KEESLER AIR FORCE BASE, Mississippi —
Air Force Basic Military Training, commonly referred to as “BMT” or “boot camp,” is a training program that must be completed for every trainee to attain the title of Airman.
The experience challenges trainees mentally and physically to prepare them for their Air Force career. Although COVID-19 has made training and everyday life a little different, the requirements to recruit and train Airmen have stayed the same.
At the 403rd Wing at Keesler Air Force Base, Mississippi, Master Sgt. Kenneth Veazey is the 403rd Wing’s Development and Training Flight chief, which is a program that is specific to the Air Force Reserve and Air National Guard that prepares trainees for BMT.
The D&TF was created to prepare trainees for BMT and reduce the number of trainee discharges, Veazey said. In fiscal year 2019, there were 130 enlisted and 86 percent of those members made it through basic.
“When I joined the Air Force Reserve this program did not exist here, and I went to ‘basic’ with little knowledge of what to expect when I got there,” Veazey said. “Now, I’m in a position that helps prepare our future Airmen with a foundation of Air Force knowledge before they attend basic training.”
Prior to leading trainees of the D&TF, Veazey was an aerospace ground equipment Air Reserve Technician with the 403rd Maintenance Squadron. He now assists civilians with taking their first steps in becoming Reserve Citizen Airmen, after they’ve taken the oath of enlistment.
Civilians such as Adeola Shafe, a New Orleans Sherriff deputy, who said that joining the Air Force has been one of his life’s goals.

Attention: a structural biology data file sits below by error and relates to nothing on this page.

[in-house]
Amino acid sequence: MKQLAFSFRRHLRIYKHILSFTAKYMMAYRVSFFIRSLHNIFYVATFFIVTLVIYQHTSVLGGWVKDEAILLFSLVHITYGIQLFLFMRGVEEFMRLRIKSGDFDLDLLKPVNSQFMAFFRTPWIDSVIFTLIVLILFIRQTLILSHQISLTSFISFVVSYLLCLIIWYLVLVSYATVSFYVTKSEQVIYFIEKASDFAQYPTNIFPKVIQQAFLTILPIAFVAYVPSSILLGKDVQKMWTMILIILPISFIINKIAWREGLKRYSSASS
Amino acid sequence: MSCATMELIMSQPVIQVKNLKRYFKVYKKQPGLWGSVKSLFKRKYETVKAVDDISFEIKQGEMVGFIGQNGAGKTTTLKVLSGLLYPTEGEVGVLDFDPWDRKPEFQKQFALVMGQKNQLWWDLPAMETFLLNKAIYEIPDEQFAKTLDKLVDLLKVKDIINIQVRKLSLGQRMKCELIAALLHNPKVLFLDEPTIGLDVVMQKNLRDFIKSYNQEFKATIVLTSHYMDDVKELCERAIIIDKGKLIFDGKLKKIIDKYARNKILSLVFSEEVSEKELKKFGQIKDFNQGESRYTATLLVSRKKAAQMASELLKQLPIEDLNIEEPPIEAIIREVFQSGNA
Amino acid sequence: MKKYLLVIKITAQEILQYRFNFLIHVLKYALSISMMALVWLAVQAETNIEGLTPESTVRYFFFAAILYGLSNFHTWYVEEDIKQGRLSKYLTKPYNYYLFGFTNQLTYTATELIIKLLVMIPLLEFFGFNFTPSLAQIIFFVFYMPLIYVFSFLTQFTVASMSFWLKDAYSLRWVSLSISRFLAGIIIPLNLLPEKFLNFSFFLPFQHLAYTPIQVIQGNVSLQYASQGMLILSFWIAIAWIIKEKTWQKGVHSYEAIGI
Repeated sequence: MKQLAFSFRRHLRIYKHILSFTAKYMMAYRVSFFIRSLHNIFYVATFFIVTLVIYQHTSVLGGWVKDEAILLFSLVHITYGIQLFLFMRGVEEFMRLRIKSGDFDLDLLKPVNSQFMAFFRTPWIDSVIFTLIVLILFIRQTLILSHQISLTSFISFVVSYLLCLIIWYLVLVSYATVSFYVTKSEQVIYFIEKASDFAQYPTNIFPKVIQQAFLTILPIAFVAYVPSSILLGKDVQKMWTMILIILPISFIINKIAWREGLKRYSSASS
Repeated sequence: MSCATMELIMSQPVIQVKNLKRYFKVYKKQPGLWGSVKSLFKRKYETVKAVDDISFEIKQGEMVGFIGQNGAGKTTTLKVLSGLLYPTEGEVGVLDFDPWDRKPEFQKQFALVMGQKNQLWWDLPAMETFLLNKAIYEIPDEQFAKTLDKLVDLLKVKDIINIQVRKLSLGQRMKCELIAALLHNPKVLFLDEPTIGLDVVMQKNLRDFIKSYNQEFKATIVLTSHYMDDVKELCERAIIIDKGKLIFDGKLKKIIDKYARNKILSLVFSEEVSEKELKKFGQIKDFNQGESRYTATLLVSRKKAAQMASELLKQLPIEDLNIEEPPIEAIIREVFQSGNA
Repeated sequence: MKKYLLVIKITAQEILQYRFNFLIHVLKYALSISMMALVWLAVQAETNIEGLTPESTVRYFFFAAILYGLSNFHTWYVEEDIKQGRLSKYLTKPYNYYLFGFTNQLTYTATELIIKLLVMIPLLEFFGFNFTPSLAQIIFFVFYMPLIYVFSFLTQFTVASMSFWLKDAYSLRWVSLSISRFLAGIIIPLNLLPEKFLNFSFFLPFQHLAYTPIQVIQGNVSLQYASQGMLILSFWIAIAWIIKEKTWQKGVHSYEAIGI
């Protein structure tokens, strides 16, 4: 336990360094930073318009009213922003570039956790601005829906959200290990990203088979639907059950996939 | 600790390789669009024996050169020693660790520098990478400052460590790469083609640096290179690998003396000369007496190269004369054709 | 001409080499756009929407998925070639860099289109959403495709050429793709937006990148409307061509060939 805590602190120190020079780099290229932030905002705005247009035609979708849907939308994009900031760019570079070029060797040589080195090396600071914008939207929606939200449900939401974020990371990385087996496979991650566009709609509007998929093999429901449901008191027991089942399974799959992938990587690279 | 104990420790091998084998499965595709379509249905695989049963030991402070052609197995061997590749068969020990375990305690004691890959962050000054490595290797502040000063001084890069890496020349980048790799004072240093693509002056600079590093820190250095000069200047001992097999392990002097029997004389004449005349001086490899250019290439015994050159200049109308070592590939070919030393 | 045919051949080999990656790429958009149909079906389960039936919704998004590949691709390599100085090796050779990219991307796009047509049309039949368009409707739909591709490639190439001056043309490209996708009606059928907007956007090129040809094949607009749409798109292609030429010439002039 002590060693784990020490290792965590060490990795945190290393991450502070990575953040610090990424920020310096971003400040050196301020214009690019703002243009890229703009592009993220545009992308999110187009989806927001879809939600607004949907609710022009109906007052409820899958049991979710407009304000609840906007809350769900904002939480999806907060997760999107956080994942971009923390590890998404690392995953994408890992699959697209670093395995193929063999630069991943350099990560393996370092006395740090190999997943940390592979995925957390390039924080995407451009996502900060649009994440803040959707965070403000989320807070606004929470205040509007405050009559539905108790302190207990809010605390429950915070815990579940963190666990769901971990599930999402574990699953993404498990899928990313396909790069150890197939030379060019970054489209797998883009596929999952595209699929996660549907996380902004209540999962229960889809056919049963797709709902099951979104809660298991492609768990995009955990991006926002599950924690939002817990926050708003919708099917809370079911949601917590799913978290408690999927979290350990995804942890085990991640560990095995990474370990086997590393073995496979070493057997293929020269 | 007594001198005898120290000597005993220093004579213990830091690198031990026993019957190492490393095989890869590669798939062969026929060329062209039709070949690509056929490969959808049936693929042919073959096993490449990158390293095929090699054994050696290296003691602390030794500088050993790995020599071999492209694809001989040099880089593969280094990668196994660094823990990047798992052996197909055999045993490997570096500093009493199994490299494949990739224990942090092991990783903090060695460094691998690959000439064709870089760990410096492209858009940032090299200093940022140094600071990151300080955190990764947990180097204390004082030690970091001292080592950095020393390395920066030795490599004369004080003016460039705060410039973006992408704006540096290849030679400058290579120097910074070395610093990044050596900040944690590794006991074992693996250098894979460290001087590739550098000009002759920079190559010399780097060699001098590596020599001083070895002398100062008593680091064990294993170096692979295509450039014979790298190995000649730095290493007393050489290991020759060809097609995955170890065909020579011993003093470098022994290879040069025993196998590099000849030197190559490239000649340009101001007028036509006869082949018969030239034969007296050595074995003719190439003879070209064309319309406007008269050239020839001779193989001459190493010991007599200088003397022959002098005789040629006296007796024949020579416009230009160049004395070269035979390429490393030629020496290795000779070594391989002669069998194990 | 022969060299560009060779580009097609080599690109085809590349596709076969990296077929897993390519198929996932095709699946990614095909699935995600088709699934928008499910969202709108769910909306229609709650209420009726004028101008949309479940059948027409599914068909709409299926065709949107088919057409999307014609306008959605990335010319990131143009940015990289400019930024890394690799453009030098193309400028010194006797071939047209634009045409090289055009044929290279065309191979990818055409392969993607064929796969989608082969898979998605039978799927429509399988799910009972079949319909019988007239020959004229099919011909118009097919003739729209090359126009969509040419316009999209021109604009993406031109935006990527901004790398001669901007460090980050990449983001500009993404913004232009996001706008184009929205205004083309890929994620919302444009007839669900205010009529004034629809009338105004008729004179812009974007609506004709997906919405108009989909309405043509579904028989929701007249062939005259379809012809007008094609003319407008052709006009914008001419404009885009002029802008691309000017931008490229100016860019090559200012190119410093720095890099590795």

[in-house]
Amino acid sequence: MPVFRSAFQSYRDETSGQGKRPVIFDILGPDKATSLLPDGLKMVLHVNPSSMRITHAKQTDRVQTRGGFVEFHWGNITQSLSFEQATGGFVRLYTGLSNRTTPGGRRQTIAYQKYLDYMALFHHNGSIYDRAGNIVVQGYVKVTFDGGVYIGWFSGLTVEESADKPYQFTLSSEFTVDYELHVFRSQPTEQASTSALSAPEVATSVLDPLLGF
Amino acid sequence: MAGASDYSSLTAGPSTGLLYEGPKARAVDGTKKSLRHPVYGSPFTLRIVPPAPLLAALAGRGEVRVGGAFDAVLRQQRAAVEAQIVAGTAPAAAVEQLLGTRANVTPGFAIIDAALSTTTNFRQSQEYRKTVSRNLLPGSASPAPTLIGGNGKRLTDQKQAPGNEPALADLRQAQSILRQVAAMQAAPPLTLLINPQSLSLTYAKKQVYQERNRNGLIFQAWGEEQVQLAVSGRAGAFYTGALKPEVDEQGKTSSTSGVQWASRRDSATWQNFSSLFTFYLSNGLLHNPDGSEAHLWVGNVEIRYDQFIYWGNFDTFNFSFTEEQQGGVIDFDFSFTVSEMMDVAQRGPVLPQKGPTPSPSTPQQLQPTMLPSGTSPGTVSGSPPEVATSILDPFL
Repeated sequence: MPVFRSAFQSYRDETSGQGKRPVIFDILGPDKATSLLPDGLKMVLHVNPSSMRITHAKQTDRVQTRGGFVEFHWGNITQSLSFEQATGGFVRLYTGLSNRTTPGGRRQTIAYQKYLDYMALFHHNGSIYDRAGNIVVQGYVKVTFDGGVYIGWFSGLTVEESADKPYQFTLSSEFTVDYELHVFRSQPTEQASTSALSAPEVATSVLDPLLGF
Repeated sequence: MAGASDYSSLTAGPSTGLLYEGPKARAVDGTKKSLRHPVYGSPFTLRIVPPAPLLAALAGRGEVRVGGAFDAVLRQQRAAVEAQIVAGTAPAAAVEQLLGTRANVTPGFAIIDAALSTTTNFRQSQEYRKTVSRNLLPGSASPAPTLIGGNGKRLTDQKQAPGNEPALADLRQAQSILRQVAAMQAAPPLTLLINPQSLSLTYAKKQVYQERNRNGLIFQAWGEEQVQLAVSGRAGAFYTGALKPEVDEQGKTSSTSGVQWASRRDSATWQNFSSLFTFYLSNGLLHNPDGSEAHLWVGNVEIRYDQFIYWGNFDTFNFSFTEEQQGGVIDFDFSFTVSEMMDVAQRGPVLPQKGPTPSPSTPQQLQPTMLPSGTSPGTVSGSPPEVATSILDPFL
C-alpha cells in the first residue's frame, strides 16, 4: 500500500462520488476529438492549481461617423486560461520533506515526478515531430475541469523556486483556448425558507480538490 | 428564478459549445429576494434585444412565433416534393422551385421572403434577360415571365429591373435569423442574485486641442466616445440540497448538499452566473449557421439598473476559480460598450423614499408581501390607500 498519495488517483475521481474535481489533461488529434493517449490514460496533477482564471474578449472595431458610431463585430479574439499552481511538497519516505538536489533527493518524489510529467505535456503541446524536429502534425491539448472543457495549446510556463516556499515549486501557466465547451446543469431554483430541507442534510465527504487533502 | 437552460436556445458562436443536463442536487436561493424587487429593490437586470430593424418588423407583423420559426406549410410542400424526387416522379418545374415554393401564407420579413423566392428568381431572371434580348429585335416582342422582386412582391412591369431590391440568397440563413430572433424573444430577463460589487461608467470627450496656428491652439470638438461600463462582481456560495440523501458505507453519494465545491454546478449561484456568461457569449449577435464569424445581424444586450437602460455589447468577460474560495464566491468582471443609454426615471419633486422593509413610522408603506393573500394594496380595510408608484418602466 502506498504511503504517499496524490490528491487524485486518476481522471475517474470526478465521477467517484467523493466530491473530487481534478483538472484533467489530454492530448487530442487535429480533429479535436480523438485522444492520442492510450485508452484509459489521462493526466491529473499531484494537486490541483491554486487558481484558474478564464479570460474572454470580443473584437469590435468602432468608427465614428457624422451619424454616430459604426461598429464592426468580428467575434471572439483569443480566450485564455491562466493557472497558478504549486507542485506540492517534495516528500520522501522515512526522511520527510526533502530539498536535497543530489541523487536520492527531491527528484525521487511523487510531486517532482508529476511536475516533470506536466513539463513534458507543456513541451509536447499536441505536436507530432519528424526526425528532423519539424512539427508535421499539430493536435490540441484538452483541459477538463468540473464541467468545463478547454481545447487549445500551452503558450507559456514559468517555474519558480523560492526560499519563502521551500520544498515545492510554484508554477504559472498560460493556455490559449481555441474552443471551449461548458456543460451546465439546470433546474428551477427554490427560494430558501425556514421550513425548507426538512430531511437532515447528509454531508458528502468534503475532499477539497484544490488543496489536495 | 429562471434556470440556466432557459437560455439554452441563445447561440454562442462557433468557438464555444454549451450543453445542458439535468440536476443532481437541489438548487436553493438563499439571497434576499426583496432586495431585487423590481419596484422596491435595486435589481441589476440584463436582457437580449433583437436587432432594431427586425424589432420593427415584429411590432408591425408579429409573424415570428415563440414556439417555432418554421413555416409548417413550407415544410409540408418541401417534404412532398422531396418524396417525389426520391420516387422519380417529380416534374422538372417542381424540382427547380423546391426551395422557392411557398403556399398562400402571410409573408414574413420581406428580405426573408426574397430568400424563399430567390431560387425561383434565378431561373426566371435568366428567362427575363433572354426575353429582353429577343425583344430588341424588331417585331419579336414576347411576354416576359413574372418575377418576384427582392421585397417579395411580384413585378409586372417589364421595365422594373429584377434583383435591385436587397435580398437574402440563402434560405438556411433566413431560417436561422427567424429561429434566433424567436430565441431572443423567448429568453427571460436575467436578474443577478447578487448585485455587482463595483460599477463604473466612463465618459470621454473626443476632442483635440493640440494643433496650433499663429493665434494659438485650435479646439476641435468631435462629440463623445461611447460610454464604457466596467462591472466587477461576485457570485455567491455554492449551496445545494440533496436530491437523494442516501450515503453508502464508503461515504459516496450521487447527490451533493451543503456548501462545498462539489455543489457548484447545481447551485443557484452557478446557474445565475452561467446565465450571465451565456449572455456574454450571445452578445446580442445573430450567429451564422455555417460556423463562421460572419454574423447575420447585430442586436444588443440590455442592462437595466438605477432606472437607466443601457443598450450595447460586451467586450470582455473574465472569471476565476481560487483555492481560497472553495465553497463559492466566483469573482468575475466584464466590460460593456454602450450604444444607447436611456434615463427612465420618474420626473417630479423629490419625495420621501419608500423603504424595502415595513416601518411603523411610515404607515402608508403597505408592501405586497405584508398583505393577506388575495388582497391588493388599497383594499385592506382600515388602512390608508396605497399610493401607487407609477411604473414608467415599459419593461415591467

“I’m originally from Nigeria and ever since immigrating to the ‘states’ I have always wanted to serve,” Shafe said. “Being in the military has always been a passion of mine, so anything Master Sgt. Veazey has to say, I do my best to absorb the information and his advice.”
Before each unit training assembly, Veazey builds a schedule for his trainees, guides newcomers, coordinates in-processing, and conducts team-building exercises. When new trainees arrive he gives them their unit and installation rules, teaches them about Air Force culture, core values, customs and courtesies, rank structure and chain of command.
“My goal for the D&TF is to create a constructive learning environment that lays down the foundation to understanding the military lifestyle,” Veazey said. “I’ve tried to be the kind of (noncommissioned officer) that takes care of their Airmen and learn from them, all while growing as a leader.”
Contrary to the hustle, bustle, and occasional yelling of basic training, he said he wants to instill order and discipline without having to be aggressive, but will still administer corrective actions when necessary.
In addition to leading and teaching, Veazey also acts as a liaison between the trainee and their eventual unit.
“When we find out what career field and unit a trainee will be in, I do my best to get them acquainted with their future unit and office environment,” he said. “I do this so when Airmen get back from basic training or technical school they’re not wondering who or where they need to report to.”
Veazey said that he believes to be a good leader, you also have to be a good follower and it shows when trainees have positive attitudes and constructive dialogue that enhance training for everyone.
“I believe attending development and training has been very beneficial,” Shafe said. “Coming in with an open mind and a positive attitude will prepare you for anything. I definitely feel prepared for basic training, and I thank Sergeant Veazey for that.”
Currently, Veazey said he’s had to make adjustments due to the travel restrictions and is looking forward to in-person training again.
“We’ve postponed in-person training, due to many of the trainees being outside of the local commuting area and adhering to travel restrictions,” Veazey said. “I am, however, keeping constant communication with them through phone calls and emails so they have training materials to study while we wait for the travel restrictions to be lifted. I am positive they’ll be ready and willing to train when the time comes.”